When we explored North York Moors National Park, we decided to stay in the beautiful, rolling countryside of the Howardian Hills AONB.
Tucked away in the small hamlet of Stearsby, we found an ideal self-catering accommodation.
Hobbits Cottage is a quaint and delightful detached barn conversion situated in the owner’s grounds.
The cottage is light and airy and big enough for two. The ground floor open plan living area comprises a kitchen, a dining area and a sitting area with a woodburning stove.
The sitting area leads to the French doors opening out to the terrace with open views to fields.
We had a great time staying at Hobbits Cottage and it is perfectly placed for exploring the idyllic countryside and villages of the Howardian Hills.
The famous City of York is only 12 miles away, whilst the North York Moors and East Coast, seaside towns of Scarborough, Bridlington and Whitby are all within an hour’s drive.
The surrounding area is steeped in history, with an abundance of abbeys, stately homes and gardens, such as Castle Howard, Byland Abbey and Helmsley Castle.
Howardian Hills AONB
The Howardian Hills are located between the Yorkshire Wolds, the North York Moors National Park and the Vale of York.
They take their name from the Howard family who still own local lands.
This area is sometimes overlooked by visitors flocking to the North York Moors.
But if you like the Cotswolds then you will love the Howardian Hills because the look and feel is quite similar as it is the same Jurassic limestone that underlies both.
Here you will find sleepy quintessential English villages set within gentle rolling countryside.
It is an enchanting landscape with its patchwork of arable and pasture fields, scenic villages and historic country houses.
We explored three picturesque villages in the Howardian Hills.
First, we went to the small hamlet of Nunnington, six miles south-east of Helmsley, to the north of Hovingham, on the banks of the River Rye.
After visiting Nunnington Hall and its beautiful gardens, we enjoyed a 4,5-mile circular walk heading up Caulkley Bank.
This is a very distinctive limestone ridge running east-west to the south of Nunnington.
A trig point is the highest point on the bank, offering dramatic views across the Vale of Pickering to the North York Moors.
This path then follows the route of the river upstream back to Nunnington.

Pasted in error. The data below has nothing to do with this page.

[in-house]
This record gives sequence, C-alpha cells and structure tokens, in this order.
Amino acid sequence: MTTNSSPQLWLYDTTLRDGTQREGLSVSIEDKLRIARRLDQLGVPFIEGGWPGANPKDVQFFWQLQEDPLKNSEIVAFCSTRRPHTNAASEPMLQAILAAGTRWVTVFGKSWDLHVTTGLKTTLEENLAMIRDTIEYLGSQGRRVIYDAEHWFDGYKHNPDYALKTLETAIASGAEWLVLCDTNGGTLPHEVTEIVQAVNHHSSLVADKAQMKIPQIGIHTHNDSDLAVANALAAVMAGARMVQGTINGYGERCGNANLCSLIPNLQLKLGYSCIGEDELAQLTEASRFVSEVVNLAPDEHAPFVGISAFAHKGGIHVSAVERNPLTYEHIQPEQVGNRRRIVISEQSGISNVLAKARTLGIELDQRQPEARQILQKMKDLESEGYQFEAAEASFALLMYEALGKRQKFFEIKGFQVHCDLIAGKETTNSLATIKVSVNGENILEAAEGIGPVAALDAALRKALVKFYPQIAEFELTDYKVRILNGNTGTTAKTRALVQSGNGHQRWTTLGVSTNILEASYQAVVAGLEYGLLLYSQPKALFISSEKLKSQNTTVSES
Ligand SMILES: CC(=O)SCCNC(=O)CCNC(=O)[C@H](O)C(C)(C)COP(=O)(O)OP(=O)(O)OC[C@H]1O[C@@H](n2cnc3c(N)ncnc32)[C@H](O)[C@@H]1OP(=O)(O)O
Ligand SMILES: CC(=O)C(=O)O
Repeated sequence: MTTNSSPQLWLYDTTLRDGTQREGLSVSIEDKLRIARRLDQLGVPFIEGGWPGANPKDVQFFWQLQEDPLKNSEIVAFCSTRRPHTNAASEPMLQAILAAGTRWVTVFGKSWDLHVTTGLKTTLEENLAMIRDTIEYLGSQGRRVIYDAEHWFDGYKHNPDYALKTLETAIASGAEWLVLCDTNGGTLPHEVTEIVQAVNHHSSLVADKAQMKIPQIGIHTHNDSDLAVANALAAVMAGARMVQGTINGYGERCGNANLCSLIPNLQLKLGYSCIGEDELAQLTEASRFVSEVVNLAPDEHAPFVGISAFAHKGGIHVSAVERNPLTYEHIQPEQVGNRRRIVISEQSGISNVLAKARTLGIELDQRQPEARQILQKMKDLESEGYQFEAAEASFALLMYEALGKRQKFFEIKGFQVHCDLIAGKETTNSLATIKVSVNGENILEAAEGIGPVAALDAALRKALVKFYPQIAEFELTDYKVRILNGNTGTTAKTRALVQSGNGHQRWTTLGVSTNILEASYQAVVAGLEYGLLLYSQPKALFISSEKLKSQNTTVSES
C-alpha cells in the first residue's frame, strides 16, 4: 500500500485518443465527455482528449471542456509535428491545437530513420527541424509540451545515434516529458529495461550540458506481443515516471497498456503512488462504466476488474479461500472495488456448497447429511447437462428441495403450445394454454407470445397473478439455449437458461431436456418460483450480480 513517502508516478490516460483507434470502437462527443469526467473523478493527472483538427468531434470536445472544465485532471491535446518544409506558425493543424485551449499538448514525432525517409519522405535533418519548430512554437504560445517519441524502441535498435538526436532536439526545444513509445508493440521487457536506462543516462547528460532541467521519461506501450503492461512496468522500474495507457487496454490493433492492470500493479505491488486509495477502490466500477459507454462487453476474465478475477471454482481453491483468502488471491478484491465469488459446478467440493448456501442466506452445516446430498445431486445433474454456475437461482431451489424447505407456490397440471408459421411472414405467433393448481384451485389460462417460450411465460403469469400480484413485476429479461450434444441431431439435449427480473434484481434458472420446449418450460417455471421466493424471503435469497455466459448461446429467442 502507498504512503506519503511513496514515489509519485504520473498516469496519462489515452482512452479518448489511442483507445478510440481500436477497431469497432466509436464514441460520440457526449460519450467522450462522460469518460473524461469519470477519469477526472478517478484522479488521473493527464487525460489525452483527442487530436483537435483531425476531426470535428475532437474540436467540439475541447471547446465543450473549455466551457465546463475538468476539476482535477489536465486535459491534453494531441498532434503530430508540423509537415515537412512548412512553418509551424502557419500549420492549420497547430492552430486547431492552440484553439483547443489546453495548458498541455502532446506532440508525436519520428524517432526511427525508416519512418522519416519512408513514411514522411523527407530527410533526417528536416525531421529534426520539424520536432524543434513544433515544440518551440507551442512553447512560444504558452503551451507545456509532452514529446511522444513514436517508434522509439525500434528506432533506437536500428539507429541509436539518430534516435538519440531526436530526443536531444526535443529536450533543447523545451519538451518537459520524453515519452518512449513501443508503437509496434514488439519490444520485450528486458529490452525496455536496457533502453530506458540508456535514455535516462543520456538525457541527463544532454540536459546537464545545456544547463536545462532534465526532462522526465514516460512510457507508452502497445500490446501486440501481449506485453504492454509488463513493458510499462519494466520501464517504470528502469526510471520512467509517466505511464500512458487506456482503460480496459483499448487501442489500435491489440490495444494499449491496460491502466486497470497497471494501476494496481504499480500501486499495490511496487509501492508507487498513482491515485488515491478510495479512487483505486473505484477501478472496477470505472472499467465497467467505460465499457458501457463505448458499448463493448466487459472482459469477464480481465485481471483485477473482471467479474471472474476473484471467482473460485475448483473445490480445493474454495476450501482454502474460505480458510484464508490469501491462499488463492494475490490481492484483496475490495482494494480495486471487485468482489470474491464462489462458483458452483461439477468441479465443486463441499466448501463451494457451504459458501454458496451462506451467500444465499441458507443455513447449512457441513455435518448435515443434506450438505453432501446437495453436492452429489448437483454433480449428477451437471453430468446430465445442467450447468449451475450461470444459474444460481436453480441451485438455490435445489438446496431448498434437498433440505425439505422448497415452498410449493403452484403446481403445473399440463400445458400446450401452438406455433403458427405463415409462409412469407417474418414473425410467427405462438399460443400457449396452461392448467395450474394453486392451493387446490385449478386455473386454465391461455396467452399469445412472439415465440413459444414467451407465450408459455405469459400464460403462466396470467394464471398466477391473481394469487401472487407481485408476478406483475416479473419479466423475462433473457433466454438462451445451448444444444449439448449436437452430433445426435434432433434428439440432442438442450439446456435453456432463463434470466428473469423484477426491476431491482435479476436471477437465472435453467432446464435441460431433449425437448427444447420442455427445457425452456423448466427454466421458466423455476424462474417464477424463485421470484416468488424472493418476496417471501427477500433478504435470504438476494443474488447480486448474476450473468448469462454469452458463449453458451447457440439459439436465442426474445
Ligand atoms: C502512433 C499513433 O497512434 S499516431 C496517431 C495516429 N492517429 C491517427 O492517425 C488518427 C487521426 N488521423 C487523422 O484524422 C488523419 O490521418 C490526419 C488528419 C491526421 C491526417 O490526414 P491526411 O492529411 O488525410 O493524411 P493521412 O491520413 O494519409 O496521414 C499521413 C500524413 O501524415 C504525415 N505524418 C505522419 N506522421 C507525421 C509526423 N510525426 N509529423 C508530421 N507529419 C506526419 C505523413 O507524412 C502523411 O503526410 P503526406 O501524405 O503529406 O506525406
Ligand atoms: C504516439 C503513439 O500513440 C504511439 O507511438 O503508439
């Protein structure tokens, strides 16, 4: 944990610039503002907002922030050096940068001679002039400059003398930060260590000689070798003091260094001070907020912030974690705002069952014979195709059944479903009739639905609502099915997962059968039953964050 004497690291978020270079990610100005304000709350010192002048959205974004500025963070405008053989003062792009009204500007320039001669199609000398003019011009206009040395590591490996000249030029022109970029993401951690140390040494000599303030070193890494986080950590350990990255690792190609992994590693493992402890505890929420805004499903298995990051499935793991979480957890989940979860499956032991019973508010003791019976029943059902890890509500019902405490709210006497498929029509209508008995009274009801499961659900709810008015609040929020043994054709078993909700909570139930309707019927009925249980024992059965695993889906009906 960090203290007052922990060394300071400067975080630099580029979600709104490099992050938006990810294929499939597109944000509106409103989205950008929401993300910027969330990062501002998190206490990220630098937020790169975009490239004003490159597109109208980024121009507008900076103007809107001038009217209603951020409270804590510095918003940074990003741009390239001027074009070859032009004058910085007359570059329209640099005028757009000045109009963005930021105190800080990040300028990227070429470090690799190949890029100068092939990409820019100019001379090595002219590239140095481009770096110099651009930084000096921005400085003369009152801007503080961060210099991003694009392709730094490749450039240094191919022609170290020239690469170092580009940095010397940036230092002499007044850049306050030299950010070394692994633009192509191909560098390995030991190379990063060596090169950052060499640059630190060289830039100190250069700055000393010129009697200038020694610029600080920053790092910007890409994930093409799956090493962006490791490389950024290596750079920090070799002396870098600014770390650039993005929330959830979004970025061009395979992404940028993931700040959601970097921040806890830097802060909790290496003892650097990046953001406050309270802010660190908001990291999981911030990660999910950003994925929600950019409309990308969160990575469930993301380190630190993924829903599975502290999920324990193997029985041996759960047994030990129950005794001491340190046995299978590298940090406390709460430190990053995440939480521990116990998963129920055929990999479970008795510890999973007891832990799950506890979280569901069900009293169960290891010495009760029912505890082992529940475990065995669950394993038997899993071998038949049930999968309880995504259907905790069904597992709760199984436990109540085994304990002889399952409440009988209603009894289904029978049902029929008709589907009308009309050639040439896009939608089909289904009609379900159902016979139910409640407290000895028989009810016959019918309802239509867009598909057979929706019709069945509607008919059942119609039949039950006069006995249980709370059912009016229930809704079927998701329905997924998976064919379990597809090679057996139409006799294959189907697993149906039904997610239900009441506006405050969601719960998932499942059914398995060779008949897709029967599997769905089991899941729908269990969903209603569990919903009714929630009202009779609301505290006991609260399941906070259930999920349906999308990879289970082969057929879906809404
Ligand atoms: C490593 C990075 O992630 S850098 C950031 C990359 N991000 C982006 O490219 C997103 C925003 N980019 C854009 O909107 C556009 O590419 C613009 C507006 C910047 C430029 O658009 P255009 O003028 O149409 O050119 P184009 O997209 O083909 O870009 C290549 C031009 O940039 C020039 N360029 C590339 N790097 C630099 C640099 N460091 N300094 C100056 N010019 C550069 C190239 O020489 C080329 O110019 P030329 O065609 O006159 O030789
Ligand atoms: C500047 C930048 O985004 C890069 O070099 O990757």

The day after we went to the highly attractive and vibrant village of Hovingham.
Hovingham has been home to the Worsley family since 1563. The sixth Thomas Worsley (1710-1778) designed and built the current Hovingham Hall.
Starting at the Hovingham Bakery, we walked a 10-mile figure of eight.
A great countryside ramble taking in the history of Hovingham and its surroundings. Along the way you will encounter historic churches, ancient woodlands, fens and wildlife.
Not far from Hobbits Cottage you will find the charming village of Crayke. It sits on top of a little hill with staggering views across the Vale of York.
Until 1844 Crayke was officially a remote enclave of County Durham.
It is said that the body of St Cuthbert was hidden from the Vikings here in Crayke before its final burial in Durham Cathedral.
We had a very nice lunch at the Durham Ox, an award-winning gastro pub in Crayke and afterwards we went for a short 3,5 mile walk across the Crayke Estate.
Three long distance footpaths visit the area in passing, the Ebor Way, the Centenary Way and the Foss Walk.
The Ebor Way is a 70-mile (112 km) long-distance footpath from Helmsley, North Yorkshire to Ilkley, West Yorkshire. It takes its name from Eboracum, the Roman name for York.
This walk connects the Cleveland Way and Dales Way running through the low-lying Vale of York.
From Helmsley, the walk heads south via Oswaldkirk, Cawton and Hovingham to Terrington.
Here it is joined by the Centenary Way, which follows a broadly similar route to York.
The Centenary Way runs across the Howardian Hills and Yorkshire Wolds via Castle Howard and Wharram Percy.
It links York and the Foss Walk with the Yorkshire Wolds Way and Cleveland Way National Trails.
Meeting the Derwent and Foss, it combines riverside walks in deep valleys with forest tracks.
The Foss Walk follows footpaths along or near the river Foss, from its confluence with the River Ouse in the historic city of York to its source at Pond Head.
The Walk passes through Strensall, Sheriff Hutton, Crayke and Oulston.
Cool Places to Explore
Castle Howard | Rievaulx Abbey | Helmsley Castle | Yorkshire Lavender Gardens | Robin Hood’s Bay | Whitby | North York Moors Railway.
Cool Places to Eat
The Durham Ox | The Hovingham Inn.